“It is OK. It is His blood, not mine.” Chaim Engel

I am fascinated by World War II. I have been interested in it since I was in junior high school. I’m not sure why I am fascinated by it. Perhaps it was the dark charisma that Hitler possessed that fascinates me. Perhaps its how a charismatic demagogue like Hitler led a cultured people to either do or ignore the savage things that happened during that war. Whatever it is, I just cant’ get enough of history regarding that time period and what happened in Europe during that time.

Back in the 1990’s a co-worker of mine let me borrow a movie of his. It was about a revolt in one of the death camps in Poland. That movie’s title was Escape from Sobibor. It was about the largest and most successful revolt of Jewish prisoners in a death camp. Since that time I have looked high and low for information about it.

Recently there was a documentary on Public Broadcast System about the revolt at Sobibor. It had a few of the survivors in it sharing their experiences and the how the actual plan to revolt had progressed. One particular scene in that documentary got me thinking about the Christian life and how often we mess it up because we don’t see properly.

At one point of the documentary,there is the story of one of the Jewish prisoners killing a Nazi in an area filled with other guards and such. The man who performed this grisly task was named Chaim. His girlfriend (and later his wife) Selma went looking for him. She heard screams coming from the Administration Block where the killing was taking place. She was sure it was Chaim. When Chaim emerged from the building looking dazed and confused, he was covered in blood. When she noticed the blood she was certain that Chaim had been injured. Replying to her, Chaim said “It is OK. It is his blood, not mine.” That statement stuck with me.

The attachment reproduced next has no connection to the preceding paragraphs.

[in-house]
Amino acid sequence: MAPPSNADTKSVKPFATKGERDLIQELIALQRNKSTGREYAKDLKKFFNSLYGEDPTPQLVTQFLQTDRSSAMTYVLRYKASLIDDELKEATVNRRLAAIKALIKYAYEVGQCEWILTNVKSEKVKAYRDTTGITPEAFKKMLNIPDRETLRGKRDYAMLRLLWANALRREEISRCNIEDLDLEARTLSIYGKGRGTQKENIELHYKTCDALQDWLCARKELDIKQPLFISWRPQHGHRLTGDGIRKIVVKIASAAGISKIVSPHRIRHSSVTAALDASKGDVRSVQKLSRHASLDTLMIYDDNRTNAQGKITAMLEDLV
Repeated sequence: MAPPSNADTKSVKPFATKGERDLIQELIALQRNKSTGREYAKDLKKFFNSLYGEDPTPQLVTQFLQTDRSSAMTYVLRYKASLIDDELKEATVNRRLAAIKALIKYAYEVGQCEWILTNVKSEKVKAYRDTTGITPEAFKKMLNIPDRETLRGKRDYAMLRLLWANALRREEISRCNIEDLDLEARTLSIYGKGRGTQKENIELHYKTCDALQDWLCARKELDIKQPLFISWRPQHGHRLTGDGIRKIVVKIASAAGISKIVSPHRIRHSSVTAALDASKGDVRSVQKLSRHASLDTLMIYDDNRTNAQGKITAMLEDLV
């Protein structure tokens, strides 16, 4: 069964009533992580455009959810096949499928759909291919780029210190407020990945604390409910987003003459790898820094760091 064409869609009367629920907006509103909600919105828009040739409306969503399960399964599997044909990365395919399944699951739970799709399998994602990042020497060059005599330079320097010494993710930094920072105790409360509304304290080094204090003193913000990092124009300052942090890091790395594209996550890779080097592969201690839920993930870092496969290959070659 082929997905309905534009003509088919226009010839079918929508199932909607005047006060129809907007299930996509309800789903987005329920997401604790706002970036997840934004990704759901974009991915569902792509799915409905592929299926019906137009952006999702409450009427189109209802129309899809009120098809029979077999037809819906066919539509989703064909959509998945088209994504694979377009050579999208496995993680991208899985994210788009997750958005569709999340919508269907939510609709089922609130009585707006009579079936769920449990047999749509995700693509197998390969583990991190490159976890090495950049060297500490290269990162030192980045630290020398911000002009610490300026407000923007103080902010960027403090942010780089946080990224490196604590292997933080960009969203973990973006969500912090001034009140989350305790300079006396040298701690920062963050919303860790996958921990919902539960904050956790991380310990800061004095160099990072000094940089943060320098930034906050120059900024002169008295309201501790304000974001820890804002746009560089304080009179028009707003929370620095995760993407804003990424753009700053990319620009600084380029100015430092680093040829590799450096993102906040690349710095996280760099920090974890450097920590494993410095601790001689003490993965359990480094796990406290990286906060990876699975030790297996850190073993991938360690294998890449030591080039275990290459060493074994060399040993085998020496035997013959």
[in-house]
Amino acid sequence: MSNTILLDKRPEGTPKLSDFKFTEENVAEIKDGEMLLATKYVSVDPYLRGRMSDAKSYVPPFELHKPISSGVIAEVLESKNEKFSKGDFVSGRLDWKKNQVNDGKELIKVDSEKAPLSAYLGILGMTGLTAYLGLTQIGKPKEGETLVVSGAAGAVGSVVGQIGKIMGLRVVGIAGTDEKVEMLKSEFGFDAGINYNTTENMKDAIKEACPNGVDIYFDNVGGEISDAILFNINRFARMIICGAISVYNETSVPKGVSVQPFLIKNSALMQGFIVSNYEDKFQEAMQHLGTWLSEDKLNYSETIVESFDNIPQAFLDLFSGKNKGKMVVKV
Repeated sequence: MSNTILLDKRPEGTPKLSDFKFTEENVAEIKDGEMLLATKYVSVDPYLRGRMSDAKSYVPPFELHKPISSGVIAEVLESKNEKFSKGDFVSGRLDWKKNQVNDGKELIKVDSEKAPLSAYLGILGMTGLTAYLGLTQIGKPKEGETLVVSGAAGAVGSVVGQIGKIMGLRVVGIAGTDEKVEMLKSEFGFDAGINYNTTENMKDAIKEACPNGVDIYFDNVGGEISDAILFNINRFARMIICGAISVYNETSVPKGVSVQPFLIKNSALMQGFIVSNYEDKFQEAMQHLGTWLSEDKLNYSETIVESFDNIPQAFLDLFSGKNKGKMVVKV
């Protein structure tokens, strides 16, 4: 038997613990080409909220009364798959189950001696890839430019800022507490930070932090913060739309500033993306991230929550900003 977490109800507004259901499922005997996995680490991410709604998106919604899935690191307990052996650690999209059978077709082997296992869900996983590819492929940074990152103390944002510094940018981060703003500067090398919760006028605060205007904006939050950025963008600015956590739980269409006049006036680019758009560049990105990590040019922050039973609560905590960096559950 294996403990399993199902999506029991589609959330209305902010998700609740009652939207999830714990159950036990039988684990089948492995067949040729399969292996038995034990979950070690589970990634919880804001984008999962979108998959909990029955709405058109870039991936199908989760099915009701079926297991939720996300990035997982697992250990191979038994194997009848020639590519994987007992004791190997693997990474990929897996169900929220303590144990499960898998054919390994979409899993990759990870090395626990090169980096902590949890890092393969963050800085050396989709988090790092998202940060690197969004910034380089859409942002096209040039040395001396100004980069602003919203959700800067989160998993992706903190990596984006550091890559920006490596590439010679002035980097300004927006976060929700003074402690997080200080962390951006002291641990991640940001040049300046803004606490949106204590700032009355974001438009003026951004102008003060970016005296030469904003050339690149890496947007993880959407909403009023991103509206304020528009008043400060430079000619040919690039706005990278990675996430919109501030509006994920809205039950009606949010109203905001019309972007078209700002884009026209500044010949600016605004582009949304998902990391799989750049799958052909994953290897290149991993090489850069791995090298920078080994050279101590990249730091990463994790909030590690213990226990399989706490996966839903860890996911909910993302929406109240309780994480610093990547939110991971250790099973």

How many times do we forget whose blood covers and cleanses us. 

Do you doubt?

Living in a fallen world with our battle with our old nature, we oftentimes focus on the battle that rages and not the war that has already been won. In other words we focus on our battle and not His blood. This focus problem can cause us to doubt our position in Christ. Paul writes concerning this battle within himself

Wretched man that I am! Who will set me free from the body of this death?  -Romans 7:24 NASB

Paul recognizes his wretchedness in performing the very things he really does not want to do. Have you ever felt this way? Have you been this broken by your sin? Have I? I sure hope so because being broken over my sin shows that the war rages…which means I am sensitive to the evil that I still do. But one thing I must remember in this struggle agains the sin that resides in me is that I do not gain victory through my efforts or strivings.

The longer I live the life God has given me the more I realize that I still sin. The more I walk this pilgrims path the more I hate my sin. I know that I’m saved but there are doubts that creep in every now and again. When the doubts do come, I need  not turn to others for comfort (though my close friends are a source of comfort). I need only to look in my mirror and realize that I am covered by His blood, not mine. It is His blood that cleanses me. It is His blood that was spent to buy me. It is His blood that secures me. My blood and effort mean nothing. The only thing that matters is that His blood was spilled to redeem me.

 

When the sea billows of sin roll – when the thunder of accusation boom in your life – when trials come and we fail once again – all we must remember is that it is not by our effort that we are saved or stay saved. It is only through Christ that we have victory over sin.

After all, it is OK. It is His blood not mine.

 

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